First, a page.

Ancestor Bio – Hannah Darling (c. 1824-Before 1880?)

Darling Line
52 Ancestors – Week 2018-33

By Don Taylor

Photo of Don Taylor with cat Nasi.Tracing female ancestors is often difficult in 19th century America. As I continue my research into the siblings of Rufus Holton Darling, one of his sisters, the oldest sister, was quite easy to follow. The other two sisters have been very problematic. I wrote about Deidamia, the oldest sister, previously. Basically, she born in New York, married Lawrence G. Limbocker, moved to Michigan, had three children, and probably died in Michigan.  Hannah and Sally Ann are a different story.

Darling Research 2018 – Ancestor #96

List of Grandparents

Hannah Darling (c. 1824-Before 1880?)

Hannah was born the 7th of eight children of Abner and Sally Ann (Munsell) Darling, most likely in New Hampshire, although she may have been born in New York.

Hannah’s Siblings were

The only real source I have regarding Hannah is the 1850 Census[1]. In it, she appears to be living with her brother, Andrew/Andress Darling, his wife Antoinette and their two children, Sarah and Alice. In the same household appears to be Hannah’s youngest brother, Franklin, and her mother, Sally A. (Munsell) Darling.

The 1830 Census[2] does not provide the names of anyone in the household except for the head of household. The 1830 Census indicates the following females in the Abner Darling household of Clarkson, Monroe, New York:

  • Females 5 thru 9             2          (Probably Hannah, age 6, and Sally Ann, age 9.)
  • Females 15 thru 19         1          (Probably Diedamia, Age 16.)
  • Females 40 to 49             1          (Probably Sally, age 45.)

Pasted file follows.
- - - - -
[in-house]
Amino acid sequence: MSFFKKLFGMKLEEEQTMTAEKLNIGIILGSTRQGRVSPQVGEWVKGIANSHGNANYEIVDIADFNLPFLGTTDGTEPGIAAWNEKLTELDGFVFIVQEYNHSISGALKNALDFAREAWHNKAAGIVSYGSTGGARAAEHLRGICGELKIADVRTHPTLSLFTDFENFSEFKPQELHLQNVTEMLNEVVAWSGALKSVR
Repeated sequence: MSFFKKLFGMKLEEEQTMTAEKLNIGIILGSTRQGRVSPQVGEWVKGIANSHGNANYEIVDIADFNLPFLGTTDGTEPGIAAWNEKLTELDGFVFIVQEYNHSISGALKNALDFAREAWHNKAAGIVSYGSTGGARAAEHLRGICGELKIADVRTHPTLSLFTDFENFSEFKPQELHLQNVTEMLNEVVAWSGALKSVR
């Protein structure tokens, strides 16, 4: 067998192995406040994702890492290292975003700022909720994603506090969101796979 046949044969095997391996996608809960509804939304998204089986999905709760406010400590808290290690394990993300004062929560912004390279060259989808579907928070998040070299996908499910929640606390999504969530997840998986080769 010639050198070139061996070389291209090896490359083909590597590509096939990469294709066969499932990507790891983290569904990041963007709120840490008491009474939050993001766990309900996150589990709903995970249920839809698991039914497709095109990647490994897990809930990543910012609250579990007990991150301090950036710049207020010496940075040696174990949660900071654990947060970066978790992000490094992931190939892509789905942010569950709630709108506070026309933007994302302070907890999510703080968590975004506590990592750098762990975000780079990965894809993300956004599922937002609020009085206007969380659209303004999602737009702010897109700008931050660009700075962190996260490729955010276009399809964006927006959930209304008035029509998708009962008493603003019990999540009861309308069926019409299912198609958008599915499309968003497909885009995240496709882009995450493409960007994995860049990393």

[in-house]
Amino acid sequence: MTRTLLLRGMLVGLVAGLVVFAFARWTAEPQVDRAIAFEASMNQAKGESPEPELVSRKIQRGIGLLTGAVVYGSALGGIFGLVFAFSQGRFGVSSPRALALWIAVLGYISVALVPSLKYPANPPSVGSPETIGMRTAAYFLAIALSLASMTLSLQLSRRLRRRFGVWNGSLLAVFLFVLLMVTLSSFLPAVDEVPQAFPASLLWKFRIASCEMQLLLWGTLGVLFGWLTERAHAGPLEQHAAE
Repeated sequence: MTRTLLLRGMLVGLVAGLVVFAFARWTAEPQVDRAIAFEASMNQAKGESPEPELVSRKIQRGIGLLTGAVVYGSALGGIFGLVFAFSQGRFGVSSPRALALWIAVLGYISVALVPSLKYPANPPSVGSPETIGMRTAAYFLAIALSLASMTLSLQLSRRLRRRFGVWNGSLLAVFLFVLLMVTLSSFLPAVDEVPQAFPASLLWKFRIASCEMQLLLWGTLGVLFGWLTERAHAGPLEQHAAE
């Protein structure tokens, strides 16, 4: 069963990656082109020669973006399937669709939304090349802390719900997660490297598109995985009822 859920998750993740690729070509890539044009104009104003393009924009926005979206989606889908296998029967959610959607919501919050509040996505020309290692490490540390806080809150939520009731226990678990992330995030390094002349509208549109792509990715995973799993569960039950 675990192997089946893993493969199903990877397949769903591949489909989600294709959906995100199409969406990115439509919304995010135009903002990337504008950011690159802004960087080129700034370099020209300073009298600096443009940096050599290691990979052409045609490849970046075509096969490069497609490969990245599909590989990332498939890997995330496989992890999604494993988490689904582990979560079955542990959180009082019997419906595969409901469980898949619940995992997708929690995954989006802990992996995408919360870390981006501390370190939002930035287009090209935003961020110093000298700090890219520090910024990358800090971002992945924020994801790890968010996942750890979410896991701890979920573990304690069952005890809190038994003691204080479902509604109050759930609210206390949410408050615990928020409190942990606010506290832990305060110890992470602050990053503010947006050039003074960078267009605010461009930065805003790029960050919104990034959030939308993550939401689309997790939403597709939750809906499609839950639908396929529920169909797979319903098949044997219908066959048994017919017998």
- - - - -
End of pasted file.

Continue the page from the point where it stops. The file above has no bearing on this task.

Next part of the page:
Hannah’s father, Abner died in 1839. In the 1840 Census[3], Abner’s son, Rufus, is the head of the household. Living with Rufus in 1840 are  the following females:

  • Females    15-19             2          (Probably Hannah, age 16, and Sally Ann, age 19.)
  • Females    50-59             1          (Probably Sally, age 55.)

I have been unsuccessful finding any references to Hannah after the 1850 Census. She is not mentioned in her brother’s (Abner C. Darling’s) obituary in September 1880.  As such, I believe Hannah probably died between 1850 and 1880.

Other Trees

Family Search has Hannah in their Family Tree. She is person KJ6Z-V1S. All entries for her are by “Family Search” and have no sources for information. It does suggest an 1820 birth year.

On Ancestry, there are five trees that appear to include Hannah. Two of them are mine. The other three are private.  I have sent contact messages to the two individuals managing the three private trees. One tree indicates Hannah Darling being born in 1820. I’ve selected the 1824-1825 birth year in my tree because of the 1850 Census and that she fits into the 1830 and 1840 censuses by speculation.  I would be a lot more comfortable that Hannah was actually a child of Abner and Sally Ann (Munsell) Darling if I could find a record that clearly shows the relationship.

The second private tree on Ancestry did not have Hannah identified but did have Abner and Sally Ann (Munsell) Darling but none of their children.

I have not heard back about the third private tree yet.

A fairly exhaustive online search, including newspapers and other resources has not provided any further information.


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Endnotes

[1] 1850 Census (FS), 1850 Census – A M Darling – Utica, Winnebago, Wisconsin. “United States Census, 1850,” database with images, FamilySearch : 12 April 2016), Am Darling, Utica, Winnebago, Wisconsin, United States; citing family 1092, NARA microfilm publication M432 (Washington, D.C.: National Archives and Records Administration, n.d.). https://familysearch.org/ark:/61903/1:1:M4DT-3L6.

[2] 1830 Census (A), Abner Darling – Clarkson, Monroe, New York – Page 271. Source Citation
1830; Census Place: Clarkson, Monroe, New York; Series: M19; Roll: 94; Page: 271; Family History Library Film: 0017154. https://search.ancestry.com/collections/8058/records/1556647/.